JANE M WESTER, Complainant
CHARTER MEDIA/COMMUNICATIONS, Respondent
An administrative law judge (ALJ) for the Equal Rights Division of the Department of Workforce Development issued a decision in this matter. A timely petition for review was filed.
The commission has considered the petition and the positions of the parties, and it
has reviewed the evidence submitted to the ALJ. Based on its review, the
commission agrees with the decision of the ALJ, and it adopts the findings and
conclusion in that decision as its own, except that it makes the following
modifications for purposes of clarification and correction, and to more accurately
reflect the commission's decision rationale:
Findings of Fact
The words "as an encoder" are deleted from Finding of Fact 3.
The sixth sentence of Finding of Fact 6. is modified to read as follows:
BPD affects how Ms. Wester perceives and relates to supervisors, and has resulted, and is likely to continue to result, in her being able to hold jobs for only short periods of time because of the frustration and anger that she develops with supervisors.
The words "the fall of 2000" in Finding of Fact 8 are replaced by "1999."
The second sentence of Finding of Fact 9 is deleted.
In Finding of Fact 17, the words "in August, are inserted after the word "and."
The reference to "9-13-00" at the end of the second quoted section of Finding of Fact 25 is replaced by "9-13-00-9-15-00."
The second sentence of Finding of Fact 28 is deleted.
The fifth sentence of Finding of Fact 29 is modified to read as follows:
Ms. Wester made no request for any accommodation, other than occasional time off, in this memo.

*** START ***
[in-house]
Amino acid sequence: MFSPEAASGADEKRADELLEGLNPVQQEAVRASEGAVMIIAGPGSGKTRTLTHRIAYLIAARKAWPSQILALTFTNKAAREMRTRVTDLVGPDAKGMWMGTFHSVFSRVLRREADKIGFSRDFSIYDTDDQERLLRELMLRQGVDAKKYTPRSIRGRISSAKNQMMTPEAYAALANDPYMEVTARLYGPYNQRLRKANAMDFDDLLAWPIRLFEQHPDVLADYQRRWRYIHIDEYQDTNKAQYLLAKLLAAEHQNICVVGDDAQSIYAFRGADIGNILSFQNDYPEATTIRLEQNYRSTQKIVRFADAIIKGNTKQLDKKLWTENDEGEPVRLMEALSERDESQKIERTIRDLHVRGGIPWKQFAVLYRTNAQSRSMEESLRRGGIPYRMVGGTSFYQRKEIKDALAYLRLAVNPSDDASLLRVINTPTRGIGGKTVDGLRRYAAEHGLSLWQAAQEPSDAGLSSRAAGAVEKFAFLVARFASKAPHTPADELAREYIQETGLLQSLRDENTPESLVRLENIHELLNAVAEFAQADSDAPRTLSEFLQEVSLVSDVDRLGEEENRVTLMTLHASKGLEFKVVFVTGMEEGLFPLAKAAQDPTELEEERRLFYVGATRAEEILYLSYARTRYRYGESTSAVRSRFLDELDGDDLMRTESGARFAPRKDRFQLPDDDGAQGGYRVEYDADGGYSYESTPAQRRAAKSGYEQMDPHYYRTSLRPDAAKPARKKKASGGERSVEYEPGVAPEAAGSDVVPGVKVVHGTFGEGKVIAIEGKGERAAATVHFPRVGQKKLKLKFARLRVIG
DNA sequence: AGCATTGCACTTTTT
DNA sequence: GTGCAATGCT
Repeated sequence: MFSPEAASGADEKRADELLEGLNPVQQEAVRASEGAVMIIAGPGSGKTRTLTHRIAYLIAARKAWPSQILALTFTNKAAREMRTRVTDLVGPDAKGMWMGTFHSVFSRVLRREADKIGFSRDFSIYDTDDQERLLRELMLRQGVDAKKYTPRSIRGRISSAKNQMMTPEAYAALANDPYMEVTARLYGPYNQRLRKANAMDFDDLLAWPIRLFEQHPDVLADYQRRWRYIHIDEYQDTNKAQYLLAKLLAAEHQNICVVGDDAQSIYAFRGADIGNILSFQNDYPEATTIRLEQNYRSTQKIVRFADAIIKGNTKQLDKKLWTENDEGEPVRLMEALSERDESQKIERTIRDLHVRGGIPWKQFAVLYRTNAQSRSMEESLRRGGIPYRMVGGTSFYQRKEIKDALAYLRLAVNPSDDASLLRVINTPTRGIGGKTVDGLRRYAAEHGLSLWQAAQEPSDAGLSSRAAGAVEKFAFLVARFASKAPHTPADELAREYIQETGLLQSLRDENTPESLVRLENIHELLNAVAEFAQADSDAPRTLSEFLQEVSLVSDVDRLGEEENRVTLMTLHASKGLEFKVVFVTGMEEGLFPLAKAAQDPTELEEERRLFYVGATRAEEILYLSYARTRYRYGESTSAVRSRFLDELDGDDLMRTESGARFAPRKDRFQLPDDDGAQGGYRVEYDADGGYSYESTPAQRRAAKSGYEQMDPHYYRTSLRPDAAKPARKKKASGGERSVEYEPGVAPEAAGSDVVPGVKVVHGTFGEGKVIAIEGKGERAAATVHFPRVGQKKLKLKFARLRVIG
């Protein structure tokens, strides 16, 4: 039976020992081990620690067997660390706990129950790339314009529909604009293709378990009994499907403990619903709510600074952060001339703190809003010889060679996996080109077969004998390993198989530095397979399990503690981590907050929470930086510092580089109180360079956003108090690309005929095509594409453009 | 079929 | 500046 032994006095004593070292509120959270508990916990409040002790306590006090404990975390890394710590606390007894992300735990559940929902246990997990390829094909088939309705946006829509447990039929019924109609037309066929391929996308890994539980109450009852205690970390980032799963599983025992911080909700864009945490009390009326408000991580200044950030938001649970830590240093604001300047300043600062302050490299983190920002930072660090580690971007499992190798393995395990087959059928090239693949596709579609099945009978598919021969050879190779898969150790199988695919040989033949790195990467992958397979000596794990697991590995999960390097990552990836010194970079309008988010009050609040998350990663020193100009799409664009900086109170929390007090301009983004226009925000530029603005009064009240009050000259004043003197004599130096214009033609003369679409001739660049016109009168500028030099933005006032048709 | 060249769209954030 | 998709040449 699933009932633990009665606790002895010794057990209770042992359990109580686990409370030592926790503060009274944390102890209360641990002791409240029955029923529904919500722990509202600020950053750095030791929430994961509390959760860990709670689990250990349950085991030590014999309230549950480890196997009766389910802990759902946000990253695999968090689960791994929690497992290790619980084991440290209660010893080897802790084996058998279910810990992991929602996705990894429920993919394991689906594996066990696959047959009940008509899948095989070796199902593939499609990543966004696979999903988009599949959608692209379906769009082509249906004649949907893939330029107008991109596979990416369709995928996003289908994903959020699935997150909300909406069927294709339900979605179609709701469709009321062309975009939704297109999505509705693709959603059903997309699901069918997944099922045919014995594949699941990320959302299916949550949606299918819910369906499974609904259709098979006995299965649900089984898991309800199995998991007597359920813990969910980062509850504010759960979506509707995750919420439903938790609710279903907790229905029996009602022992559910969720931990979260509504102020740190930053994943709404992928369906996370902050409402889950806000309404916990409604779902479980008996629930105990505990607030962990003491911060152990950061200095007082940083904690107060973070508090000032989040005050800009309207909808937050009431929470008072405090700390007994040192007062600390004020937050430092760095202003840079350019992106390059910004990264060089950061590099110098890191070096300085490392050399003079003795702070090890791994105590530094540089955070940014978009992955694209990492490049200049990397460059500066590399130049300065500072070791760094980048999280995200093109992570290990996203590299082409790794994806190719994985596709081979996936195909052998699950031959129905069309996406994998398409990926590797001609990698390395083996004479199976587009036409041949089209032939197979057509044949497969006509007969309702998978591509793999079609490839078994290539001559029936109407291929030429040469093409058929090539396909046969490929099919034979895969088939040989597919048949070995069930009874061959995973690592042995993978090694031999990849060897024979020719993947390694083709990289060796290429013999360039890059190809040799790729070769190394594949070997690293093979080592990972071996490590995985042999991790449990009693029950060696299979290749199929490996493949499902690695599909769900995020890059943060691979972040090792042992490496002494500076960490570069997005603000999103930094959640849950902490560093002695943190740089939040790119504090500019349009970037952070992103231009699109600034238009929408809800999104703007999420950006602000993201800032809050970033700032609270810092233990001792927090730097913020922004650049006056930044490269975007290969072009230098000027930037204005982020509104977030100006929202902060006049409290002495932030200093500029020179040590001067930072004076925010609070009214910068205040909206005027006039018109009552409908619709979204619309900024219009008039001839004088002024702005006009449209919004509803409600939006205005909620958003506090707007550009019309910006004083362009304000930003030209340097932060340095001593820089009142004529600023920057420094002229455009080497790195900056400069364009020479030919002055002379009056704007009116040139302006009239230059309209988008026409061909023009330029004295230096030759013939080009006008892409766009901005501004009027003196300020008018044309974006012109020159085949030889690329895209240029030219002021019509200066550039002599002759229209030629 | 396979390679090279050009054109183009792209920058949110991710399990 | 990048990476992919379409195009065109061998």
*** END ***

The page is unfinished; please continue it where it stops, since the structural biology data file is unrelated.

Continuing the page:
The word "chance" in the second paragraph of Finding of Fact 29 is replaced with the word "change."
The third sentence of Finding of Fact 30 is deleted.
Finding of Fact 33 is modified to read as follows:
On September 26, 2000, Ms. Wester came in to work and found the code on the door and passwords on the computer had been changed.
Finding of Fact 34 is modified to read as follows:
Ms. Fortune-Neu came to the Sheboygan office on September 26, 2000, to investigate recent events, including conflicts between Ms. Wester and Mr. Helbach.
In the second sentence of Finding of Fact 36, the word "they" is replaced with "he and Ms. Wester."
Finding of Fact 38 is deleted.
The words "that agreement" at the end of Finding of Fact 51 are replaced with "this discussion."
Finding of Fact 53 is modified to read as follows:
Ms. Wester did not request transfer to a particular vacancy any time after May of 2000 even though she was familiar with the process for doing so.
The word "started" in Finding of Fact 55 is replaced with "stated."
Finding of Fact 57 is deleted.
Conclusions of Law
Conclusions of Law 3, 4, and 5 are deleted.
Conclusion of Law 6, is modified to read as follows:
Ms. Wester failed to sustain her burden to prove that Charter violated the Wisconsin Fair Employment Act by discriminating against her because of disability as she has alleged.
The Memorandum Opinion is deleted and the following substituted:
(1) Murty Deposition. Murty was the human resources manager who decided, after Fortune-Neu's investigation, that Wester had not been sexually harassed by supervisor Helbach as she had alleged; and engaged in a telephone conversation with Wester on October 18 in which she communicated this decision as well as her denial of Wester's request for a new supervisor, her determination that Wester's suspension would be lifted, and her tentative offer of Charter's standard separation agreement to Wester if she decided not to return to work. Wester attempted to subpoena Murty but, because she failed to include the required witness fee, Murty did not appear. Wester apparently did not bring an action to enforce the subpoena and rested her case in chief without reference to any such action. Charter intended to call Murty as part of its case when the hearing was reconvened on October 9, 2003, but indicated on that date that Murty had been hospitalized without notice and would not be appearing as a result.